Peripheral Arterial Disease (P.A.D.)

What is Peripheral Arterial Disease?
Commonly referred to as “poor circulation,” Peripheral Arterial Disease (P.A.D.) is the restriction of blood flow in the arteries of the leg. When arteries become narrowed by plaque (the accumulation of cholesterol and other materials on the walls of the arteries), the oxygen-rich blood flowing through the arteries cannot reach the legs and feet.

The presence of P.A.D. may be an indication of more widespread arterial disease in the body that can affect the brain, causing stroke, or the heart, causing a heart attack.

Signs and Symptoms
Most people have no symptoms during the early stages of P.A.D. Often, by the time symptoms are noticed, the arteries are already significantly blocked.

Common symptoms of P.A.D. include:

  • Leg pain (cramping) that occurs while walking (intermittent claudication)
  • Leg pain (cramping) that occurs while lying down (rest pain)
  • Leg numbness or weakness
  • Cold legs or feet
  • Sores that won’t heal on toes, feet, or legs
  • A change in leg color
  • Loss of hair on the feet and legs
  • Changes in toenails—color and thickness

If any of these symptoms are present, it is important to discuss them with a foot and ankle surgeon. Left untreated, P.A.D. can lead to debilitating and limb-threatening consequences.

Risk Factors of P.A.D.
Because only half of those with P.A.D. actually experience symptoms, it is important that people with known risk factors be screened or tested for P.A.D.

The risk factors include:

  • Being over age 50
  • Smoking (currently or previously)
  • Diabetes
  • High blood pressure
  • High cholesterol
  • Personal or family history of P.A.D., heart disease, heart attack, or stroke
  • Sedentary lifestyle (infrequent or no exercise)

Diagnosis of P.A.D.
To diagnose P.A.D., the foot and ankle surgeon obtains a comprehensive medical history of the patient. The surgeon performs a lower extremity physical examination that includes evaluation of pulses, skin condition, and foot deformities to determine the patient’s risk for P.A.D. If risk factors are present, the foot and ankle surgeon may order further tests.

Several non-invasive tests are available to assess P.A.D. The ankle-brachial index (ABI) is a simple test in which blood pressure is measured and compared at the arm and ankle levels. An abnormal ABI is a reliable indicator of underlying P.A.D. and may prompt the foot and ankle surgeon to refer the patient to a vascular specialist for additional testing and treatment as necessary.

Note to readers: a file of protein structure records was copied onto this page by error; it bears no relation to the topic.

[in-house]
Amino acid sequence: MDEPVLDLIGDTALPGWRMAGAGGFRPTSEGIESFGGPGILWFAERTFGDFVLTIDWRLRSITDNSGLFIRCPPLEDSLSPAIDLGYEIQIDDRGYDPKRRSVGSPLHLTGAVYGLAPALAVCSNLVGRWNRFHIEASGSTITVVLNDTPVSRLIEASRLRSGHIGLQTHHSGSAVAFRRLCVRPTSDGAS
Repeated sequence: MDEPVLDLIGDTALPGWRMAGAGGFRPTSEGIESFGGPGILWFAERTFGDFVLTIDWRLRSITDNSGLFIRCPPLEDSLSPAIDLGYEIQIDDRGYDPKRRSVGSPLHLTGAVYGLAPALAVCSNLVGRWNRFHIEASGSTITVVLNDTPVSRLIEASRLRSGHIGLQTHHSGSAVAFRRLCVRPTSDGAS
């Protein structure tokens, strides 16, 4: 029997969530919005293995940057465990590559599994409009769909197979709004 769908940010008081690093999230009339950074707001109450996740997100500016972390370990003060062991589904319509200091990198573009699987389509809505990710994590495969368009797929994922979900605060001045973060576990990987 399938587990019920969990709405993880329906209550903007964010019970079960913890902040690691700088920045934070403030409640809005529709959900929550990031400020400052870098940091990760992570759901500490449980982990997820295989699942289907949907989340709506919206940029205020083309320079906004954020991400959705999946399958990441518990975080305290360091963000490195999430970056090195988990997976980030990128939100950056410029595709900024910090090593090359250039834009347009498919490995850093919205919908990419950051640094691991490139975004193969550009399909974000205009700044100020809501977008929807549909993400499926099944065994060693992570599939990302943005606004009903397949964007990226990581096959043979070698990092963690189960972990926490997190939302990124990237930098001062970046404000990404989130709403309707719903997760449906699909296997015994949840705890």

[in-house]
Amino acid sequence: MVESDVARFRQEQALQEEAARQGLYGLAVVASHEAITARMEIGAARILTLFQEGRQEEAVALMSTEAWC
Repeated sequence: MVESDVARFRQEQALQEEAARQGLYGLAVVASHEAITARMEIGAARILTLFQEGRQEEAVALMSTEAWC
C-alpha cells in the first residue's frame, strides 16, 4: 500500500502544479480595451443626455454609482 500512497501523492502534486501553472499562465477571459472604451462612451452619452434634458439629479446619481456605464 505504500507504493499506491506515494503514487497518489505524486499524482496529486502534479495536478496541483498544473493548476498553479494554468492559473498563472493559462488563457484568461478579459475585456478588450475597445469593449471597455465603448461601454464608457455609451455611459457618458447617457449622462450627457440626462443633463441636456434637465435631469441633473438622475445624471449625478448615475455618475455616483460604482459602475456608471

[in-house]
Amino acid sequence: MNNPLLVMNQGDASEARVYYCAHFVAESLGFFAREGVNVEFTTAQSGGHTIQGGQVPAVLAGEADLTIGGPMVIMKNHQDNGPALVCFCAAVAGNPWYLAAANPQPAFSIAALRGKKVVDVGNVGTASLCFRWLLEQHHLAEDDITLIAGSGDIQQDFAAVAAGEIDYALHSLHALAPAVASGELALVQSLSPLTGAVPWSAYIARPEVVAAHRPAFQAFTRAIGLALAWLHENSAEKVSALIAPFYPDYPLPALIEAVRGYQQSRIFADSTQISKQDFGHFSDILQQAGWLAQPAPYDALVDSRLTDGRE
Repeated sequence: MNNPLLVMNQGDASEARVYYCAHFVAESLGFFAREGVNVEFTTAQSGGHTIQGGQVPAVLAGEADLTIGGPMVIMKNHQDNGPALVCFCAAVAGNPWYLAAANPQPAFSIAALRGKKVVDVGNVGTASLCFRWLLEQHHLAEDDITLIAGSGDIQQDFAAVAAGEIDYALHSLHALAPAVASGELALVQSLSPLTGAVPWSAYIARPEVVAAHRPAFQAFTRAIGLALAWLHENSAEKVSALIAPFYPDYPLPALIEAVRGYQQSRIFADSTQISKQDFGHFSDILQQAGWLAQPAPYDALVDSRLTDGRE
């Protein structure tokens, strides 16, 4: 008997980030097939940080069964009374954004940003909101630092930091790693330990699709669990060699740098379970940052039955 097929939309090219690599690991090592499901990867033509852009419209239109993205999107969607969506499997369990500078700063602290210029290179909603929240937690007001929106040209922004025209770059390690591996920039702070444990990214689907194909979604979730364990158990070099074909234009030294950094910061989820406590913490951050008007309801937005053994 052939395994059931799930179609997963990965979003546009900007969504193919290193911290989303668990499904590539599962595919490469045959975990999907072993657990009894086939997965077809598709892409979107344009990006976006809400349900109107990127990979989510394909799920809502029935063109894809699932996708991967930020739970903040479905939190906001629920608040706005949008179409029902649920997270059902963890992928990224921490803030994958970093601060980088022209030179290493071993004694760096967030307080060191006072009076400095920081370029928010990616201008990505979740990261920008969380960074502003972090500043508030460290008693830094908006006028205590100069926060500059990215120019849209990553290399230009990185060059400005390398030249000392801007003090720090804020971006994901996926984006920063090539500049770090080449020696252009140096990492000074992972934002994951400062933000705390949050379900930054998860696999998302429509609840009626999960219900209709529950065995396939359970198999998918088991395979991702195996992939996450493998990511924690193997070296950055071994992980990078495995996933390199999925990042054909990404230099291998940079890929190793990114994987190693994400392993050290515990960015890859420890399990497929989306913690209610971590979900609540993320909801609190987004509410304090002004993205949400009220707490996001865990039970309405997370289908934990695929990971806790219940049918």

General Treatment of P.A.D.
Treatment for P.A.D. involves lifestyle changes, medication and, in some cases, surgery.

  • Lifestyle changes. These include smoking cessation, regular exercise, and eating a heart-healthy diet.
  • Medications. Medicines may be used to improve blood flow, help prevent blood clots, or to control blood pressure, cholesterol, and blood glucose levels.
  • Surgery. In some patients, small incision (endovascular) procedures or open (bypass) surgery of the leg are needed to improve blood flow.

P.A.D. and Foot Problems
Simple foot deformities (hammertoes, bunions, bony prominences) or dermatologic conditions such as ingrown or thickened fungal nails often become more serious concerns when P.A.D is present. Because the legs and feet of someone with P.A.D. do not have normal blood flow—and because blood is necessary for healing—seemingly small problems such as cuts, blisters, or sores can result in serious complications.

Having both diabetes and P.A.D. further increases the potential for foot complications. People with diabetes often have neuropathy (nerve damage that can cause numbness in the feet), so they don’t feel pain when foot problems occur. When neuropathy occurs in people with P.A.D., ulcers can develop over foot deformities and may never heal. For this reason, P.A.D. and diabetes are common causes of foot or leg amputations in the United States.

Once detected, P.A.D. may be corrected or at least improved. The foot and ankle surgeon can then correct the underlying foot deformity to prevent future problems should the circulation become seriously restricted again.

Avoiding P.A.D. Complications
Getting regular foot exams—as well as seeking immediate help when you notice changes in the feet—can keep small problems from worsening. P.A.D. requires ongoing attention.

To avoid complications, people with this disease should follow these precautions:

  • Wash your feet daily. Use warm (not hot) water and a mild soap. Dry your feet—including between the toes—gently and well.
  • Keep the skin soft. For dry skin, apply a thin coat of lotion that does not contain alcohol. Apply over the top and bottom of your feet, but not between the toes.
  • Trim toenails straight across and file the edges. Keep edges rounded to avoid ingrown toenails, which can cause infections.
  • Always wear shoes and socks. To avoid cuts and abrasions, never go barefoot—even indoors.
  • Choose the right shoes and socks. When buying new shoes, have an expert make sure they fit well. At first, wear them just for a few hours daily to help prevent blisters and examine the feet afterward to check for areas of irritation. Wear seamless socks to avoid getting sores.
  • Check your feet—every day. Check all over for sores, cuts, bruises, breaks in the skin, rashes, corns, calluses, blisters, red spots, swelling, ingrown toenails, toenail infections, or pain.
  • Call your foot and ankle surgeon. If you develop any of the above problems, seek professional help immediately. Do not try to take care of cuts, sores, or infections yourself.

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